There are a lot of ways to misuse ‘hirsute’

Hairy vocabulary

We’re going to make things a little “hairy” this week, in several senses of the word.

“Hirsute” means “hairy,” but usually a scraggly kind of hairy, more Hagrid than Hemingway. The Oxford English Dictionary says “hirsute” comes from the Latin for “rough, shaggy, bristly,” and was first used in 1621. Journalists tend to call anyone with facial hair “hirsute,” though it can apply to someone with a lot of body hair as well.

“Hirsute” is also computer slang for something that is complicated or scary, a play on “hairy” that The Concise New Partridge Dictionary of Slang traces to 1983. Partridge traces the older slang “hairy,” meaning “bad” or “scary,” to 1848.

Occasionally, “hirsute” is written as “hairsuit.” That could be a phonics malfunction, or a wardrobe malfunction, where “hirsute” is conflated with a “hair shirt.”

A “hair shirt” (sometimes written “hair-shirt” or “hairshirt”) is a garment for people apologizing for something they have done. While it usually is worn metaphorically, in the olden days there was an actual garment, which the OED says was a “shirt made of haircloth, worn by ascetics and penitents.” You can imagine how itchy a “hair shirt” made from “haircloth” might be, and so why it was used for penance. In fact, sackcloth, traditionally worn by mourners, was made from goat hair, so it, too, was a form of “haircloth” sometimes used for purposes of humiliation or penance.

The “hair shirt” first appeared in 1789, the OED says, while “haircloth,” which is just what it sounds like, appeared around 1500. That “haircloth,” in turn, goes back to the Middle English “haire.” While one rarely sees “hair shirts” or “haircloth” outside of ecclesiastical contexts, they’re useful terms if the audience will understand them.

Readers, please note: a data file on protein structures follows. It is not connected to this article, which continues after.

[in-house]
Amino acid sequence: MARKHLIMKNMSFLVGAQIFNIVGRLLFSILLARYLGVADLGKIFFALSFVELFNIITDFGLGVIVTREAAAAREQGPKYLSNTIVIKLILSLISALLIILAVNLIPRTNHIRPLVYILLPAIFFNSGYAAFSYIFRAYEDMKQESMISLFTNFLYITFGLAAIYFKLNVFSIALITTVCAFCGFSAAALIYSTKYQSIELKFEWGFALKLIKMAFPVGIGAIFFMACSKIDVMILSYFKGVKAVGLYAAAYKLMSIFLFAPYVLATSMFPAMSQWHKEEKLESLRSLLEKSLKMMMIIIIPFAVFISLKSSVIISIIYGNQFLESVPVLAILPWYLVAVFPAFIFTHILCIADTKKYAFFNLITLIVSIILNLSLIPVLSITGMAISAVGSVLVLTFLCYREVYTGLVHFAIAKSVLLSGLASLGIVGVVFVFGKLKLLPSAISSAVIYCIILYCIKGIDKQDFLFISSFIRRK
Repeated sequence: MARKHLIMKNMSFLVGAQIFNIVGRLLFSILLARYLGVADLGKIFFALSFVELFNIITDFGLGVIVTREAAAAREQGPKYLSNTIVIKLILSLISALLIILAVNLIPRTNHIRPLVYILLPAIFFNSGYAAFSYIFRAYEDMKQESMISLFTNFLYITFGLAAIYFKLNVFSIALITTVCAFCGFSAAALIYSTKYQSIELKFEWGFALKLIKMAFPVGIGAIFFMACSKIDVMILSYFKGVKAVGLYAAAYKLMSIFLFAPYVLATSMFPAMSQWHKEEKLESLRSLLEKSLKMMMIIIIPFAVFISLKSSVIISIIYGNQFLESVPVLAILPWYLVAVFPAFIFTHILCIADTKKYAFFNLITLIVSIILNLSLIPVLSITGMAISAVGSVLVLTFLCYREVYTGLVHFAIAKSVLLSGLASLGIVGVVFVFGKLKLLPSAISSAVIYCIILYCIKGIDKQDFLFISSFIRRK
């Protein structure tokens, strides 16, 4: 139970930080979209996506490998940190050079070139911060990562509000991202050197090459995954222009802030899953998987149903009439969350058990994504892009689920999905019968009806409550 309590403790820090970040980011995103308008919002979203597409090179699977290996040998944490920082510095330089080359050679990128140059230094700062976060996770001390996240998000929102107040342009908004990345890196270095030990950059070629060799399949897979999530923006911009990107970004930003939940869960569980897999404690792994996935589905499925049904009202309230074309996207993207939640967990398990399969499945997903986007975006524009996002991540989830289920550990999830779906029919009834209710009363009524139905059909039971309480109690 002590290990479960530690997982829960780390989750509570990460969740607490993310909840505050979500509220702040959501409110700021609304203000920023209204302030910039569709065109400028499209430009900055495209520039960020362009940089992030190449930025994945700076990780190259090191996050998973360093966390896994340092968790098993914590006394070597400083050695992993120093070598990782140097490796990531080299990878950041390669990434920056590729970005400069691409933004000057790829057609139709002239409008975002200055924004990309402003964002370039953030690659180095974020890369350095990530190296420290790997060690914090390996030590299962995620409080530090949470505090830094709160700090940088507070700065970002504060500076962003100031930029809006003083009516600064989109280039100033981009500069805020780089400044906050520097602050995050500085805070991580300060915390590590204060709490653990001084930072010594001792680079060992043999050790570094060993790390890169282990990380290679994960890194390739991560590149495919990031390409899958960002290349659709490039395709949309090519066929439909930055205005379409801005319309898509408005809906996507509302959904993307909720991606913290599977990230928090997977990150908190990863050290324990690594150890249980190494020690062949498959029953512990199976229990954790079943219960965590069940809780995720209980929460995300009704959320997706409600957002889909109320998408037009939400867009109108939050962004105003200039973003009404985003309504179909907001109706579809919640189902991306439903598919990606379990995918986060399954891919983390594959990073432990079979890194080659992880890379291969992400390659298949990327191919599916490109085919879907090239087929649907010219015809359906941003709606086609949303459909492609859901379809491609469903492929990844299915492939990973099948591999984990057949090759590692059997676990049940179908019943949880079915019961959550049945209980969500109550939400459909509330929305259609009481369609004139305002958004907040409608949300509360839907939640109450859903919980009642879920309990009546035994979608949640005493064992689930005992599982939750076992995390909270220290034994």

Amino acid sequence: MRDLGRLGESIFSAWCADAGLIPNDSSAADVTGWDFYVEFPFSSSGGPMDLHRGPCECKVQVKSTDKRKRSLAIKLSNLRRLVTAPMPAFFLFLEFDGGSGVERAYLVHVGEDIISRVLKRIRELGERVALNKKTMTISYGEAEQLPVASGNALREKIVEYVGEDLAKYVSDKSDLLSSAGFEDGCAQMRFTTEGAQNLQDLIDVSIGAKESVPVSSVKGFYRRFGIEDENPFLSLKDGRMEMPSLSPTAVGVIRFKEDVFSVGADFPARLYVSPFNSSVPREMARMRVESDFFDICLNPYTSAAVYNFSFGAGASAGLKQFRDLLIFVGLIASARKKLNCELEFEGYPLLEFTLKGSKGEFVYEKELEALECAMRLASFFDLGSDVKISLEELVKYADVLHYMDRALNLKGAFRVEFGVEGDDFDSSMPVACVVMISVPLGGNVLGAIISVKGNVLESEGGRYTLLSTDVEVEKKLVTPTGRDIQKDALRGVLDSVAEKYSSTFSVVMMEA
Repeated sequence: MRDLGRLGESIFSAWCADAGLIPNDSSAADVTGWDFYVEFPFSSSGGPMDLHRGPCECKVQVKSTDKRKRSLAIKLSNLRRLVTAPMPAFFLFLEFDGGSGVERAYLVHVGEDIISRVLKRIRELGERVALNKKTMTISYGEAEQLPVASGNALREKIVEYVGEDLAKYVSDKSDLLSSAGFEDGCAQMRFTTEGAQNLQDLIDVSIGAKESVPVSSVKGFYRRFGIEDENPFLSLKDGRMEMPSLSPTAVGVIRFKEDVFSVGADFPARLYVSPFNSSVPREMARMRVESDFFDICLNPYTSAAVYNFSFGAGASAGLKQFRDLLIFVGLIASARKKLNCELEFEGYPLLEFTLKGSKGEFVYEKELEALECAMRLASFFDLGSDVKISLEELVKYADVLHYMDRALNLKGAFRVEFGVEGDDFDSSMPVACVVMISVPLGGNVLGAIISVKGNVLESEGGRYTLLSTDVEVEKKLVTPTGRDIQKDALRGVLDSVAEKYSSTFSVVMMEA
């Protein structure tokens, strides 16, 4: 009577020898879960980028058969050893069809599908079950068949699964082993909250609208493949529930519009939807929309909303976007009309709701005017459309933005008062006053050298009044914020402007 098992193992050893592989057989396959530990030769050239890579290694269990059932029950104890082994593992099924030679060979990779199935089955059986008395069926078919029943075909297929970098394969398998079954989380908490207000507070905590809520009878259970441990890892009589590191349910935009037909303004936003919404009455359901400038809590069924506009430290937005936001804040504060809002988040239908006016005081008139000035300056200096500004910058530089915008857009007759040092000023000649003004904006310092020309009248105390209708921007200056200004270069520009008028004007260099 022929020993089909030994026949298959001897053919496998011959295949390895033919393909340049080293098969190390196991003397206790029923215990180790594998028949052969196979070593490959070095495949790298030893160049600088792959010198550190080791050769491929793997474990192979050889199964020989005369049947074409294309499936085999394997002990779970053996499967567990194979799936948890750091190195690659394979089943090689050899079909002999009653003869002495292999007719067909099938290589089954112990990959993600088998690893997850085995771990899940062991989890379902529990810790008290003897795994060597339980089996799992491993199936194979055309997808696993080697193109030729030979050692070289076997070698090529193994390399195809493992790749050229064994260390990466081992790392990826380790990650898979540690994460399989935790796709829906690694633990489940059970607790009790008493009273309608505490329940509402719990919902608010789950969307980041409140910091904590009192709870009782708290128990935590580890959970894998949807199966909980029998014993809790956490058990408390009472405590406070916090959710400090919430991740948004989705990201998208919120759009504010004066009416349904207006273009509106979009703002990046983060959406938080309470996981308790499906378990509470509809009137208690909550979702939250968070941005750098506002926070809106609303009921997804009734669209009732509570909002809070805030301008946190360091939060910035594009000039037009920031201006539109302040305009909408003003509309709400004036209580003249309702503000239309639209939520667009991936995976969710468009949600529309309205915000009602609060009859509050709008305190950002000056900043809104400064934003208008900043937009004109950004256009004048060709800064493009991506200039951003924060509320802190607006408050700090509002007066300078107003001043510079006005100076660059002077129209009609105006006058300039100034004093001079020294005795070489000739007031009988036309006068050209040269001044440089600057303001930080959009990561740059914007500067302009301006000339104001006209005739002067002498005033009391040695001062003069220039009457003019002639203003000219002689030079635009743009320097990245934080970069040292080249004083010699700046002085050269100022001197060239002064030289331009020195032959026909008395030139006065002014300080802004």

One would think there is an etymological connection between “hirsute” and “hair shirt,” but there really isn’t one; though they both relate to “hair,” the linguistic routes they took were different.

Finally, there’s a “harelip.” This is a congenital condition where the two sides of a person’s upper lip did not fully fuse in the womb, leaving a visible cleft. It’s called a “harelip” because it resembles the upper lip of a hare, which has a cleft between the top lip and the bunny’s nose. A “harelip” is less severe than a “cleft palate,” where the roof of the mouth has not fused. (We’ve written of the confusion “palate” itself endures.)

The term “harelip” can be considered offensive; say “cleft lip” instead, if you must mention it at all. And what you don’t want to do is write it as “hairlip,” as has been done. That’s a mustache. On someone who is, perhaps, “hirsute.”

Has America ever needed a media watchdog more than now? Help us by joining CJR today.

Merrill Perlman managed copy desks across the newsroom at The New York Times, where she worked for 25 years. Follow her on Twitter at @meperl.